Search This Blog

Tuesday, June 12, 2012

Living Honor

     What does it mean to live an honorable life? Many modern pagan groups have outlined a list of basic virtues to nurture, and honor is usually included in each of them, but what is it to to live honorably? How can we know how to shape our actions to live honorably when honor is often a difficult and obscure concept to define? The best approach, I think is not to look at honor as a single concept but rather to view it as a series of inter-related actions - because honor is an active principle not a passive idea - and look at how those actions combine to form a larger concept of honor. For those following an Irish path or looking to Irish myth for inspiration and guidance there is an abundance of suggestions on living with honor to be found, but the Instructions of King Cormac Mac Airt is one of my favorites. 
     There are several Irish texts that offer instructions on how a King should live in order to be a good King, and these texts serve as good instructions for anyone to study on how to live a good honorable life. One of the best of these is the Instruction of King Cormaic Mac Airt, a dialogue that occurs between Cairbre and Cormac, where Cairbre is quizzing Cormac about the proper qualities of a King. The answers given describe the characteristics a King should embody, but these characteristics are equally applicable to any  person seeking to live a good life. These characteristics can be divided into two categories: ways that the person should act towards others, and ways that the person should uphold themselves.
     The dialogue response begins with Cormac describing ways that the King should act in order to uphold his own honor. The first of these is by having good geasa, or ritual taboos that are positive. This could apply to anyone who has a geis on them, if only in the way we choose to look at the ritual taboos that bind us; we can choose to see our taboos as positive or negative and how we react to them shapes their nature on some level making them either a gift or a burden. The next line advises the King to be sober, good advice since drunkenness is often a source of trouble. The King is advised to be an invader as well, which is a slightly more obscure line; however I believe that this advice pertains to ambition and the need for any person to have a healthy sense of what they can achieve. Only by pushing outward and seeking to expand can we truly achieve our own potential. The following lines suggest a good King should have good desires and be affable, telling us that people should seek to want what is best for themselves and have a friendly nature. A good King should be both humble and proud, meaning that we should be humble in knowing our own limits and admitting to our own mistakes but also proud of what we do achieve and owning our own success; only through a balance of these two can true success be found. In the same way we should be quick and steadfast, meaning we should act quickly when speed is needed but also have the stamina to stick with anything and see it through.  A good King, or a good Druid, should be a poet, versed in legal lore, and wise, as well as temperate. All of these qualities should be embodied in the King for them to find the inner strength to live honorably in all these ways, because these external expressions reflect the character within, but they are equally applicable to anyone else seeking the same thing.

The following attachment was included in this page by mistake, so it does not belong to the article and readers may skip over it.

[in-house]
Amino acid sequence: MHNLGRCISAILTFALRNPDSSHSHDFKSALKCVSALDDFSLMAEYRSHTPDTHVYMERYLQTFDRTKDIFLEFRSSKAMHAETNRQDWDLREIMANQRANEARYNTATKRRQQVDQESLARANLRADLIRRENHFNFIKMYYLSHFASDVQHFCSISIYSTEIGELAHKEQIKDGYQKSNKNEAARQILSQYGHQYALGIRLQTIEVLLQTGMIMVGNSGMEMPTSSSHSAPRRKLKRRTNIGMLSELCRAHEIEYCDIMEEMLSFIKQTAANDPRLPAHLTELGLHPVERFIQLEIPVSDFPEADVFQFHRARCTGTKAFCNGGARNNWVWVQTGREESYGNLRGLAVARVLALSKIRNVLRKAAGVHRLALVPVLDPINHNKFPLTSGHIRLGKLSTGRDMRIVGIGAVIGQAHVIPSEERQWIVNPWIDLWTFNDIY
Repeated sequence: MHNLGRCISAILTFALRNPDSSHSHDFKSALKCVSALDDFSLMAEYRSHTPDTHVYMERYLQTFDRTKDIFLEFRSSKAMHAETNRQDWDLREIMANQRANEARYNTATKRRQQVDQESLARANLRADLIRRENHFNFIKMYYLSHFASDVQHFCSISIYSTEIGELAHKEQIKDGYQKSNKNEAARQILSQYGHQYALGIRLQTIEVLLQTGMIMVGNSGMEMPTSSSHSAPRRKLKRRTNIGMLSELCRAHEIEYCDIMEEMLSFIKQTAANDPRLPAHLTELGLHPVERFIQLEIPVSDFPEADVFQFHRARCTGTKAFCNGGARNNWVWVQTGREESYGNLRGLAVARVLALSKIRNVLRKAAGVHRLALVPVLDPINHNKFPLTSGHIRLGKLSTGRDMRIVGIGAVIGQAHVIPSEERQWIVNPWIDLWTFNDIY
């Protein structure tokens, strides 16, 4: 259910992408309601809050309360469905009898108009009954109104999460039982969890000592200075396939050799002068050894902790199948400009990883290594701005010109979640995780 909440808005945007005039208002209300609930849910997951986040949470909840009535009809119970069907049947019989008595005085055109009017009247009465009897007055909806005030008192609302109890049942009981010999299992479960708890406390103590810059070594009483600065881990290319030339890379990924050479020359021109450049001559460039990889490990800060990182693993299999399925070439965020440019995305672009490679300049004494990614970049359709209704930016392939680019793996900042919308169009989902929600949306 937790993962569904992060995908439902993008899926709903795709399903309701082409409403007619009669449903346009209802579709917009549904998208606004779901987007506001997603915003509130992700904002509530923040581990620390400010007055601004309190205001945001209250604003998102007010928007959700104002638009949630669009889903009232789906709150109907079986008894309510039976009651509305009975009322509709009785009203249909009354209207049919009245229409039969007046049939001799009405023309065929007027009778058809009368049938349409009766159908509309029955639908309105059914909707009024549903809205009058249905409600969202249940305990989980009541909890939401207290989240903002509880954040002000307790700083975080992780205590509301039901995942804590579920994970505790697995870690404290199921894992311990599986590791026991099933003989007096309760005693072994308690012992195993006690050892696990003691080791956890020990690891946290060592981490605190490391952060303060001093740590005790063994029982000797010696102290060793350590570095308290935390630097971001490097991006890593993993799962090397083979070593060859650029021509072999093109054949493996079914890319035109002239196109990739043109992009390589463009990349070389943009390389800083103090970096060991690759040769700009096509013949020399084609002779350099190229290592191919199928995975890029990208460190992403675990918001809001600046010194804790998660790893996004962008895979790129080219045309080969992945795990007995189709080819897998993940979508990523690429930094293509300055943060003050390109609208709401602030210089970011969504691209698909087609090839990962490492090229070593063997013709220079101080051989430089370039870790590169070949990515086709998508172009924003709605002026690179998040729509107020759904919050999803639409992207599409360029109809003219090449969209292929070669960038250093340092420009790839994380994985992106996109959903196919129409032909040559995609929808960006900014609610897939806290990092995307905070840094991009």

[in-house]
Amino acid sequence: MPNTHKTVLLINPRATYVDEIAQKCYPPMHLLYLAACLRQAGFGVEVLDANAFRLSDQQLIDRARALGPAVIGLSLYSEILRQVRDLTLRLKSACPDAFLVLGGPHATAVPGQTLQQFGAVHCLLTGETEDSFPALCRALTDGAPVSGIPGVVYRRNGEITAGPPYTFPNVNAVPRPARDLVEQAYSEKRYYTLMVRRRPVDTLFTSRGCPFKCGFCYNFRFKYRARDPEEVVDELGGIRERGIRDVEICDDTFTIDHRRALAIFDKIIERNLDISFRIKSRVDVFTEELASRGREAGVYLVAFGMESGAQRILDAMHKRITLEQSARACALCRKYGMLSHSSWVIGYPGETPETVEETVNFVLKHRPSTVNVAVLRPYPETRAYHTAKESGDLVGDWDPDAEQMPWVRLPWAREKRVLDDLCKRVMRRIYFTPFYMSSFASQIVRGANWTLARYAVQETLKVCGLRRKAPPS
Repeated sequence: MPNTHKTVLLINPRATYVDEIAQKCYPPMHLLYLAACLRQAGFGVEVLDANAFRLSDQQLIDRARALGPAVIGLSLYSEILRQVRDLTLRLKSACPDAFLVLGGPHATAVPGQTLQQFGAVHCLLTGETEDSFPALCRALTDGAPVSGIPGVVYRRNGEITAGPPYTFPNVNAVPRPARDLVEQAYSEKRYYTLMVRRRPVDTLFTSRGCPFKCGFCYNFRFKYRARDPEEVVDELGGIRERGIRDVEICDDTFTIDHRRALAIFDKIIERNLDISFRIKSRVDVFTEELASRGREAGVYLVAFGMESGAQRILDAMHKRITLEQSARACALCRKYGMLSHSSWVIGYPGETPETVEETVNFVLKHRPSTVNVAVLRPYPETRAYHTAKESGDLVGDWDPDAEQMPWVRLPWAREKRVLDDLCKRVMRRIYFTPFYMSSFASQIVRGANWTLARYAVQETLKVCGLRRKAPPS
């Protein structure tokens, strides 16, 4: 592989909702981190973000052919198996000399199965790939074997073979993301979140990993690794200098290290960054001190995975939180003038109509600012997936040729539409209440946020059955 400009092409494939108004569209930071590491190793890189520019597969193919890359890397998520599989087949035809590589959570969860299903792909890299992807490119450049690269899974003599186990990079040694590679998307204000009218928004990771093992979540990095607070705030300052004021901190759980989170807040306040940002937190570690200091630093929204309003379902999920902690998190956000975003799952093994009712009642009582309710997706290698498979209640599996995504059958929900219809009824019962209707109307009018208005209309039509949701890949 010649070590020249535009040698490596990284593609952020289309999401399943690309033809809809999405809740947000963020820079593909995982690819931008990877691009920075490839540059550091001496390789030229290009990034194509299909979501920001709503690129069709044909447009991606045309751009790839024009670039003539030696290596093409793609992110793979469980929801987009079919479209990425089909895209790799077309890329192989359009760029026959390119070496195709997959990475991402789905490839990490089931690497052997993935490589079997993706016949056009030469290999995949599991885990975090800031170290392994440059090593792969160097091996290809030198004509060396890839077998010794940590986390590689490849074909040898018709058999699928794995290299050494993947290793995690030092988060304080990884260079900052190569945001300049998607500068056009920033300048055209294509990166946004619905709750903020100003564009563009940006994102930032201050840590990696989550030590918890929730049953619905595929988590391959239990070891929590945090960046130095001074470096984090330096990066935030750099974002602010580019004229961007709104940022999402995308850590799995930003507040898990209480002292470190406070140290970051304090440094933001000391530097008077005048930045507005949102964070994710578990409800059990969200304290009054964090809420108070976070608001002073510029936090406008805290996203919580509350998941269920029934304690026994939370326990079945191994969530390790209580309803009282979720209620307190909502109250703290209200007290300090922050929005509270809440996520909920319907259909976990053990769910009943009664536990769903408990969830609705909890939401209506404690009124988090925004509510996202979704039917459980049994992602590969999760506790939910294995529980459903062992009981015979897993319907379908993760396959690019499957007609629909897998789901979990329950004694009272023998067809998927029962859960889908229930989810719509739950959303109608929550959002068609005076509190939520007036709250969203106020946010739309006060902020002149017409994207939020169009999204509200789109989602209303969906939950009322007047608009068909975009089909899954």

Cormac also touches on ways that a good King should interact with others, beginning with being generous, decorous, and sociable. These three features all intertwine to support each other, and to support the proper social order where the King sets the tone for the Kingdom, but it is possible for anyone else to also live by these maxims and seek to express these things as well. Along with this go other suggested actions according to Cormac, such as feeding orphans, giving good judgments, raising up the weak, quelling wrongs, and loving truth while hating falsehood, all of which can be embraced by anyone seeking to live in honor. To seek to live these qualities is to seek to live Truth and support the right order of the world. The truth of this statement is seen in the final passage where Cormac describes what will occur in the kingdom of a good King, should he follow all this advice. We see the description of a good King ruling over a fertile land, with oak trees full of acorns, fruitful earth and rivers full of fish. In the same way if we as individuals seek to embody these characteristics and live these actions then we can also bring blessings upon the world we live in and make the quality of our own lives better. 

No comments:

Post a Comment